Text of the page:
• I never had a choice. my art keeps me going, it gives me purpose and life. it is inextricable from my daily existence and I think about it 24/7. my disability keeps me out of a day job so I have no excuses not to push as hard as I can at this. sometimes I resent that fact that I don’t have a choice, I’m not allergic to money afterall! but I resent the time I have to stay away from the studio much more. so I work as hard as possible to succeed -even when the daily grind of working at my career detracts from the pure joy of creating and I’m working so hard on the business that I can’t get to the studio. all I need to do is read the comments from collectors and fans and get into my studio, or sketch in bed if I can’t stand, to recapture the passion.

  • Thank you Alyson, this article inspired me to write about my personal choice in my blog, I did a cross reference of you with a link and your name.

  • Excellent post, Alyson, and such an interesting discussion! As someone who has always had other jobs to support myself, I still consider myself a ‘real artist’. I’m getting better at calling myself a ‘profesional’ artist because that has more of an implication (to me) of being the main source of your income. It’s all semantics. Either way, I know that I am miserable to be around when I haven’t painted for a few days. I guess I see it written for those who want to be more on the ‘professional’ side of the continuum and need a spur to get there. Thanks for offering such food for thought! I’ll have to ponder this! (Is it Thursday?)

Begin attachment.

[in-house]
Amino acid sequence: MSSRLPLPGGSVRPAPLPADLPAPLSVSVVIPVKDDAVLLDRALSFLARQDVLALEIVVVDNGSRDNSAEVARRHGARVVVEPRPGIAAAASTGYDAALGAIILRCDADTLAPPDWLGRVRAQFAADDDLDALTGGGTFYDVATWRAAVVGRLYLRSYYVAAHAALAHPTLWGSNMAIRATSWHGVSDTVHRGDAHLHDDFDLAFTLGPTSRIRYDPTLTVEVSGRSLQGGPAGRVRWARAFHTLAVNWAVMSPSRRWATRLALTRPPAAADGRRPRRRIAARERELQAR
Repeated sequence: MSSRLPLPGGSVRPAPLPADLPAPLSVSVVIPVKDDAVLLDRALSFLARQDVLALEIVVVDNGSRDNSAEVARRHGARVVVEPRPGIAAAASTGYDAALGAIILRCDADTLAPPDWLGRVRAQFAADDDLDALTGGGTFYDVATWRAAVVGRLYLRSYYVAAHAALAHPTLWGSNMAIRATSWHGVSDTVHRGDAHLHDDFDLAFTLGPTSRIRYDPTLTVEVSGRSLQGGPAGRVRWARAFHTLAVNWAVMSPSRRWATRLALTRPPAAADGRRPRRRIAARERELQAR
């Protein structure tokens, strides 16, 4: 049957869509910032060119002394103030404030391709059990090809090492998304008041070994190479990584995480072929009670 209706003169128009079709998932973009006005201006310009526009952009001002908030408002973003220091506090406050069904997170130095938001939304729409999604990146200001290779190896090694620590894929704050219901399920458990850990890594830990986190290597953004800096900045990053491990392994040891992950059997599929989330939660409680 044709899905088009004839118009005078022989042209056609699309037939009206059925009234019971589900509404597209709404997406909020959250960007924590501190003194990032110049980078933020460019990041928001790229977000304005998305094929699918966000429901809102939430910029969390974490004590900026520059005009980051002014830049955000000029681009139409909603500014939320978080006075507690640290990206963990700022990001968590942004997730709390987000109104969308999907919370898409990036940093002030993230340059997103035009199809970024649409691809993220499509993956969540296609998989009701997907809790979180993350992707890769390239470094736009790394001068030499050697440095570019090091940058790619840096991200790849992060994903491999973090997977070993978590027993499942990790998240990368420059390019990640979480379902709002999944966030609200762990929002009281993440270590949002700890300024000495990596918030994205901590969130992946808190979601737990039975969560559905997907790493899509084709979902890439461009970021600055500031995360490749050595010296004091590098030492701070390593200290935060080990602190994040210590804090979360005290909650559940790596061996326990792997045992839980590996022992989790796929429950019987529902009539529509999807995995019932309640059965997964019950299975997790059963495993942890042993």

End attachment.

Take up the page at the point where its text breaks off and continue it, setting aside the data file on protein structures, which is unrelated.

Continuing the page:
• Once you develop a real vision (through years of painting) it becomes a lot easier to keep it in a central place in your life. As I see it, the stronger your work, the more you own your work the love and energy to see to it that it will be collected, preserved and admired. Being an artist is a romance alright. But it is also a practical matter of balancing emotional concerns with financial and time demands. The last thing we want to see are young artists giving it their all only to crash and burn. A life in art is an endurance race, not a sprint.

  • Wonderful post, I am an artist, real or not. I have no choice in the matter it is what I am and what I do. I work two day jobs, and I spend all my free time workin in studio and marketing my work to the outside world. It’s hard work, I never feel like I have made it…but I know I will someday. With direct and thoughtful marketing, with desire and passion, with not knowing how it will all turn out…I do it all anyway. I have no choice, I am an artist, I must continue, and so I do. What I am is enough and I am happy with what I create, share and learn in this world. Thanks for posting this, it’s just what my tired end of the year brain needed.